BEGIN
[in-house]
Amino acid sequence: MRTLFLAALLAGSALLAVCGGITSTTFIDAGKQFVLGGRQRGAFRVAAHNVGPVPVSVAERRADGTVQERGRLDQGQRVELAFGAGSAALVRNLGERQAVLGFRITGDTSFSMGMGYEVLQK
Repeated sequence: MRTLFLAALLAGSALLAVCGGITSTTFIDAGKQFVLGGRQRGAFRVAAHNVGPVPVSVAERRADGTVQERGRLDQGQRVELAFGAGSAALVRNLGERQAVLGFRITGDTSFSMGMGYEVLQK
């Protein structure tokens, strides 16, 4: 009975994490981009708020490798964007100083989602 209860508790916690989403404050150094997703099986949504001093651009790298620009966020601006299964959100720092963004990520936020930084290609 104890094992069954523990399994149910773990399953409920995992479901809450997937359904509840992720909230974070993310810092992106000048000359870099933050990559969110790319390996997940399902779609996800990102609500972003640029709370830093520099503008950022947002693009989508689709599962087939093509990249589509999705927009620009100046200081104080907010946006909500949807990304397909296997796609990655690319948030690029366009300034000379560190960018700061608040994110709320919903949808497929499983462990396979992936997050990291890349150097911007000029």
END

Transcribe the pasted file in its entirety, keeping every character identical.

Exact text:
[in-house]
Amino acid sequence: MRTLFLAALLAGSALLAVCGGITSTTFIDAGKQFVLGGRQRGAFRVAAHNVGPVPVSVAERRADGTVQERGRLDQGQRVELAFGAGSAALVRNLGERQAVLGFRITGDTSFSMGMGYEVLQK
Repeated sequence: MRTLFLAALLAGSALLAVCGGITSTTFIDAGKQFVLGGRQRGAFRVAAHNVGPVPVSVAERRADGTVQERGRLDQGQRVELAFGAGSAALVRNLGERQAVLGFRITGDTSFSMGMGYEVLQK
């Protein structure tokens, strides 16, 4: 009975994490981009708020490798964007100083989602 209860508790916690989403404050150094997703099986949504001093651009790298620009966020601006299964959100720092963004990520936020930084290609 104890094992069954523990399994149910773990399953409920995992479901809450997937359904509840992720909230974070993310810092992106000048000359870099933050990559969110790319390996997940399902779609996800990102609500972003640029709370830093520099503008950022947002693009989508689709599962087939093509990249589509999705927009620009100046200081104080907010946006909500949807990304397909296997796609990655690319948030690029366009300034000379560190960018700061608040994110709320919903949808497929499983462990396979992936997050990291890349150097911007000029």